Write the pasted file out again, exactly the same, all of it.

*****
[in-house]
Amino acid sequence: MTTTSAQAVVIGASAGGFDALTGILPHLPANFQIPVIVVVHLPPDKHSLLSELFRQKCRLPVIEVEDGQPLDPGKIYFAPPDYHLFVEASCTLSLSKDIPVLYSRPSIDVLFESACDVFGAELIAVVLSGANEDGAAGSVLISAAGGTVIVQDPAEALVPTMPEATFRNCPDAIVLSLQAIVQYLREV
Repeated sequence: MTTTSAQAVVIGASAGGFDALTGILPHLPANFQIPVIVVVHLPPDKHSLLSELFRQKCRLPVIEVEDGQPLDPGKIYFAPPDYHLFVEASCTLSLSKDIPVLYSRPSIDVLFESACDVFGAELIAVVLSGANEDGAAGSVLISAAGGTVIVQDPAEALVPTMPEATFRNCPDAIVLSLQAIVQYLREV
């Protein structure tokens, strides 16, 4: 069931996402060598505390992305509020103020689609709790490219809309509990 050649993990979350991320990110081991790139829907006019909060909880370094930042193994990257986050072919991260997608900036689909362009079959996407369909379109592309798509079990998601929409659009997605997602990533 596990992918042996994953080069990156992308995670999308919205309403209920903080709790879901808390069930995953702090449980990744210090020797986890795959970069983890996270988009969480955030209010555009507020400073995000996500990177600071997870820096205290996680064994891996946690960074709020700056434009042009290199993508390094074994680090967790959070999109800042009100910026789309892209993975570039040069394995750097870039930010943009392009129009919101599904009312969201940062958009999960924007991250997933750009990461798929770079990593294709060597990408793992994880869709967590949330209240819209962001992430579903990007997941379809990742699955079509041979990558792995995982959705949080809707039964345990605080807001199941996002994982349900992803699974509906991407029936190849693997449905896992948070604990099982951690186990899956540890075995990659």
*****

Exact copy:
[in-house]
Amino acid sequence: MTTTSAQAVVIGASAGGFDALTGILPHLPANFQIPVIVVVHLPPDKHSLLSELFRQKCRLPVIEVEDGQPLDPGKIYFAPPDYHLFVEASCTLSLSKDIPVLYSRPSIDVLFESACDVFGAELIAVVLSGANEDGAAGSVLISAAGGTVIVQDPAEALVPTMPEATFRNCPDAIVLSLQAIVQYLREV
Repeated sequence: MTTTSAQAVVIGASAGGFDALTGILPHLPANFQIPVIVVVHLPPDKHSLLSELFRQKCRLPVIEVEDGQPLDPGKIYFAPPDYHLFVEASCTLSLSKDIPVLYSRPSIDVLFESACDVFGAELIAVVLSGANEDGAAGSVLISAAGGTVIVQDPAEALVPTMPEATFRNCPDAIVLSLQAIVQYLREV
């Protein structure tokens, strides 16, 4: 069931996402060598505390992305509020103020689609709790490219809309509990 050649993990979350991320990110081991790139829907006019909060909880370094930042193994990257986050072919991260997608900036689909362009079959996407369909379109592309798509079990998601929409659009997605997602990533 596990992918042996994953080069990156992308995670999308919205309403209920903080709790879901808390069930995953702090449980990744210090020797986890795959970069983890996270988009969480955030209010555009507020400073995000996500990177600071997870820096205290996680064994891996946690960074709020700056434009042009290199993508390094074994680090967790959070999109800042009100910026789309892209993975570039040069394995750097870039930010943009392009129009919101599904009312969201940062958009999960924007991250997933750009990461798929770079990593294709060597990408793992994880869709967590949330209240819209962001992430579903990007997941379809990742699955079509041979990558792995995982959705949080809707039964345990605080807001199941996002994982349900992803699974509906991407029936190849693997449905896992948070604990099982951690186990899956540890075995990659």